Public procurement (the purchase by governments and state-owned enterprises of goods, services and works) accounts for a significant percentage of GDP and has a direct impact on the economy. Obtaining more accurate and comprehensive information about one of governments' largest spending processes, therefore, is key to improving the quality of government services, better allocating resources and providing greater value for taxpayers' money.
According to estimations drawing from National Accounts data, governments in OECD member countries spend on average 12% of their GDP on public procurement (excluding procurement by state-owned utilities). Variations reflect the different size of the state, its role in the economy and the existence of big spending projects (e.g. infrastructure investments). In 2008, the Netherlands, the Czech Republic and Iceland spent over 15% of GDP by way of public procurement transactions, the largest shares amongst OECD countries. In comparison, procurement expenditures in Mexico, Chile and Switzerland represented less than 7% of GDP.
For some member countries there are also data available on the estimated value of the procurement contracts of state-owned utilities. When these purchases are also accounted for, the size of procurement markets increases by an additional 2 to 13 percentage points of GDP. For example, in 2008, state-owned utilities in Austria and the Czech and Slovak Republics spent between 8 and 13% of GDP through public procurement.
As a response to the economic downturn, many countries have launched fiscal stimulus programmes that include a large procurement component, often related to infrastructure projects. The majority of OECD member countries increased procurement activities between 2006 and 2008 relative to their GDP.
For EU countries, tenders above a legally prescribed value must be advertised in the Official Journal of the EU (OJEU). The value of the announced tenders as a share of the estimated total value of the national public procurement market is a good proxy of the extent to which national public procurement opportunities are made open to foreign bidders. Indeed, significant progress has been made in recent years in opening national procurement markets to international competition. The share of tenders published varies greatly across EU countries, from 7% in Germany and the Netherlands to 45% in Estonia. On average, 22% of the total value of public procurement in OECD countries that are also members of the EU are published in the OJEU.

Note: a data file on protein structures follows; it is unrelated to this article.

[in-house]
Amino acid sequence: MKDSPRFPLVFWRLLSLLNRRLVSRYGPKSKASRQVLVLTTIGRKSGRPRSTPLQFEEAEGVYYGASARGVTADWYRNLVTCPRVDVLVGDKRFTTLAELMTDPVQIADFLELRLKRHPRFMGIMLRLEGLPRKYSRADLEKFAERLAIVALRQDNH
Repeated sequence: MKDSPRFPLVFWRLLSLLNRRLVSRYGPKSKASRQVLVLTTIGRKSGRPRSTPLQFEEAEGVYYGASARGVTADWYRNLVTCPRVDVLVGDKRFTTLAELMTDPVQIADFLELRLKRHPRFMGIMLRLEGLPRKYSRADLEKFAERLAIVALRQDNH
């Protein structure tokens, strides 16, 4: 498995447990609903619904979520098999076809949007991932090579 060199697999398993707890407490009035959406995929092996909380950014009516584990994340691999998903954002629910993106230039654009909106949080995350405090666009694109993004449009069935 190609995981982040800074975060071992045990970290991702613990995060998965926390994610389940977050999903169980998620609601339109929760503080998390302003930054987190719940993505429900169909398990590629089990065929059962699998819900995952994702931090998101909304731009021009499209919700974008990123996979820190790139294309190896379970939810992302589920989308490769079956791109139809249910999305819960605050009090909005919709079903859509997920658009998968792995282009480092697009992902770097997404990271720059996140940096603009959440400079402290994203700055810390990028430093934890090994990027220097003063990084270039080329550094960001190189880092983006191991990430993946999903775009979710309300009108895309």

Methodology and definitions
The size of national procurement markets is estimated using data from the OECD National Accounts Database, based on the System of National Accounts (SNA). General government procurement is defined as the sum of intermediate consumption (goods and services purchased by governments for their own use, such as accounting or IT services), gross fixed capital formation (acquisition of capital excluding sales of fixed assets, such as building new roads) and social transfers in kind via market producers (goods and services produced by market producers, purchased by government and supplied to households). It represents the amount of disbursements (expenditures) within a given year. The SNA data may provide an overestimation, as the above categories may include certain expenditures not carried out through government procurement.
The general government component includes the values of procurement by central, state and local governments, and social security funds, but exclude public corporations, such as state-owned utilities. Therefore, where available, data on expenditures of state-owned utilities on procurement transactions are also included in order to better approximate the size of procurement markets. Expenditures by state-owned utilities on procurement are estimated by the European Commission.
A second approach in assessing the size of procurement markets consists of using data collected from published tenders. The European Commission estimates the total value of tenders published in the OJEU based on the number of tenders and the values of contract awards reported by countries, which may not represent disbursements in the year indicated. This estimation is calculated as a percentage of the total estimated value of the national public procurement market, which includes the SNA estimation for general government procurement and the European Commission approximation of state-owned utilities procurement.
Audet, D. (2002), "The Size of Government Procurement Markets" , OECD Journal on Budgeting, Vol. 2, No. 3, OECD Publishing, Paris.
European Commission (2008), Measurement of Indicators for the Economic Impact of Public Procurement Policy, Working document, European Commission, Brussels.
OECD (2009), OECD Principles for Integrity in Public Procurement, OECD Publishing, Paris.
Figure 40.1. and Figure 40.2.: Canada, Greece, Iceland, Israel, Mexico, the United Kingdom and the United States do not report separate data on social transfers in kind via market producers in their National Accounts. Spending in these areas may be reported under other categories included in general government procurement or may be accounted for elsewhere and not included in the figure.
Figure 40.1.: Estimations of the public procurement transactions of state-owned utilities are only available for some OECD countries that are also members of the EU. The missing countries are not included in the OECD average for this transaction.
Figure 40.2.: Excludes public procurement spending of state-owned utilities.